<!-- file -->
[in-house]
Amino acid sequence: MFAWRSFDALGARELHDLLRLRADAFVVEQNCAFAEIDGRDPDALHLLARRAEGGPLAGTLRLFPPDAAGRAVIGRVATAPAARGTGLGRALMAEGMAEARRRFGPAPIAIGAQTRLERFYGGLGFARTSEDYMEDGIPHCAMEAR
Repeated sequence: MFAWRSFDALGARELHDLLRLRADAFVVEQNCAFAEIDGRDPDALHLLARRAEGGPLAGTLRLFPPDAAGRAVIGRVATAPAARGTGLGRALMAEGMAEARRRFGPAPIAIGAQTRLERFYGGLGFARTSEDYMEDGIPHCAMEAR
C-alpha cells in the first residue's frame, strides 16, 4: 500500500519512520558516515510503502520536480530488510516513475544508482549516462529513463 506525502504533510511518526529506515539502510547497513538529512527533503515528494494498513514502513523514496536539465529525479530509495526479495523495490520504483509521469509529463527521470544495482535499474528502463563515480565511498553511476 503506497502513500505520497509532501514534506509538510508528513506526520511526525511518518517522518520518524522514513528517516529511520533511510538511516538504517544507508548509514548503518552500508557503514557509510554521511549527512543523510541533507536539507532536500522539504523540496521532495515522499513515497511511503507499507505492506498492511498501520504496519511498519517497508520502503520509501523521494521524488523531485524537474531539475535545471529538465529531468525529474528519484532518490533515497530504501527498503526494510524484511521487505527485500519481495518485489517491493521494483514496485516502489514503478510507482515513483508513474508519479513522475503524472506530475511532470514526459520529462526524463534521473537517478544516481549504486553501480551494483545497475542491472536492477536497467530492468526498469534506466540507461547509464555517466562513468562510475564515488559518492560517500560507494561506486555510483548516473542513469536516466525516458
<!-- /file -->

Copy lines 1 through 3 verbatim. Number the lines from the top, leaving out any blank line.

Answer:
[in-house]
Amino acid sequence: MFAWRSFDALGARELHDLLRLRADAFVVEQNCAFAEIDGRDPDALHLLARRAEGGPLAGTLRLFPPDAAGRAVIGRVATAPAARGTGLGRALMAEGMAEARRRFGPAPIAIGAQTRLERFYGGLGFARTSEDYMEDGIPHCAMEAR
Repeated sequence: MFAWRSFDALGARELHDLLRLRADAFVVEQNCAFAEIDGRDPDALHLLARRAEGGPLAGTLRLFPPDAAGRAVIGRVATAPAARGTGLGRALMAEGMAEARRRFGPAPIAIGAQTRLERFYGGLGFARTSEDYMEDGIPHCAMEAR